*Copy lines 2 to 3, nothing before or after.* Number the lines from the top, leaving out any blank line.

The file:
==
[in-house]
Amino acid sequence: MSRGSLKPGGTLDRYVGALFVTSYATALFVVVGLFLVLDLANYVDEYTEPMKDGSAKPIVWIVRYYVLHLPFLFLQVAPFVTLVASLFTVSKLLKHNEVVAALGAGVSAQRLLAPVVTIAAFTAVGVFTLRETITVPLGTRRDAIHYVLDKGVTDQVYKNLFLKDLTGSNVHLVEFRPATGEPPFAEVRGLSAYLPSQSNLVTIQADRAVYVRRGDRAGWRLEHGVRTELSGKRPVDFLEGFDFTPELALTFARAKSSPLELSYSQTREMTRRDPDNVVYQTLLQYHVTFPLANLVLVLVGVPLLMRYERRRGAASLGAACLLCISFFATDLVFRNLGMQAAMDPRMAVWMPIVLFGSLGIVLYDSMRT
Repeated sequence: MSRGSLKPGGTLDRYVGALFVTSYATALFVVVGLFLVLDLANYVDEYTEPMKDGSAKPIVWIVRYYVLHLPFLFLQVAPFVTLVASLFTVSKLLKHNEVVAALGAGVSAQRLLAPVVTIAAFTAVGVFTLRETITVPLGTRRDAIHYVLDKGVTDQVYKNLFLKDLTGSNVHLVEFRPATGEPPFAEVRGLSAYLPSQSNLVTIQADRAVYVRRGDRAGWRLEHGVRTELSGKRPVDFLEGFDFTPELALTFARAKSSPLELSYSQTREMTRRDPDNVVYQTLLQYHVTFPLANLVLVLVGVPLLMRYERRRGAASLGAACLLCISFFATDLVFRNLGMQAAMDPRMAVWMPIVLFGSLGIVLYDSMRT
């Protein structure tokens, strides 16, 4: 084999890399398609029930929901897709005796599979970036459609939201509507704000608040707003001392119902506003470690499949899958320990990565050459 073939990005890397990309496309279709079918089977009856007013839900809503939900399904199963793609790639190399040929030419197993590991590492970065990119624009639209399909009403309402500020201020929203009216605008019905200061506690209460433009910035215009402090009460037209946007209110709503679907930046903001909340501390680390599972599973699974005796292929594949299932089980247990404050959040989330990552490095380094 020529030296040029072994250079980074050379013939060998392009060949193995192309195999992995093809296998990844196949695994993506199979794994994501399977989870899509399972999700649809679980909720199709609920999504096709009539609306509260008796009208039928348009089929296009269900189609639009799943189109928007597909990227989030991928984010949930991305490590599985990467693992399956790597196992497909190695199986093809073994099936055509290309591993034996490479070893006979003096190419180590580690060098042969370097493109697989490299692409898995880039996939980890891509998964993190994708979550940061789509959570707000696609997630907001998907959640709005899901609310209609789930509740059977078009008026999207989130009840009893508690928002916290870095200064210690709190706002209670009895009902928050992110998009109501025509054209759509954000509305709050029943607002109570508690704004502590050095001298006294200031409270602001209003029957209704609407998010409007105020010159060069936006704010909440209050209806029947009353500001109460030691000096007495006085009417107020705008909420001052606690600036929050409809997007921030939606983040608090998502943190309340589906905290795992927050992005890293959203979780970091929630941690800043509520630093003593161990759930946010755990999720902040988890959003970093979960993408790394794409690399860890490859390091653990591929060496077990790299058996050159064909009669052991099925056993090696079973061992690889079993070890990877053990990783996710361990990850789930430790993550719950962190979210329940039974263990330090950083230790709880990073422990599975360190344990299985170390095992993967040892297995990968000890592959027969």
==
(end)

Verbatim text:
Amino acid sequence: MSRGSLKPGGTLDRYVGALFVTSYATALFVVVGLFLVLDLANYVDEYTEPMKDGSAKPIVWIVRYYVLHLPFLFLQVAPFVTLVASLFTVSKLLKHNEVVAALGAGVSAQRLLAPVVTIAAFTAVGVFTLRETITVPLGTRRDAIHYVLDKGVTDQVYKNLFLKDLTGSNVHLVEFRPATGEPPFAEVRGLSAYLPSQSNLVTIQADRAVYVRRGDRAGWRLEHGVRTELSGKRPVDFLEGFDFTPELALTFARAKSSPLELSYSQTREMTRRDPDNVVYQTLLQYHVTFPLANLVLVLVGVPLLMRYERRRGAASLGAACLLCISFFATDLVFRNLGMQAAMDPRMAVWMPIVLFGSLGIVLYDSMRT
Repeated sequence: MSRGSLKPGGTLDRYVGALFVTSYATALFVVVGLFLVLDLANYVDEYTEPMKDGSAKPIVWIVRYYVLHLPFLFLQVAPFVTLVASLFTVSKLLKHNEVVAALGAGVSAQRLLAPVVTIAAFTAVGVFTLRETITVPLGTRRDAIHYVLDKGVTDQVYKNLFLKDLTGSNVHLVEFRPATGEPPFAEVRGLSAYLPSQSNLVTIQADRAVYVRRGDRAGWRLEHGVRTELSGKRPVDFLEGFDFTPELALTFARAKSSPLELSYSQTREMTRRDPDNVVYQTLLQYHVTFPLANLVLVLVGVPLLMRYERRRGAASLGAACLLCISFFATDLVFRNLGMQAAMDPRMAVWMPIVLFGSLGIVLYDSMRT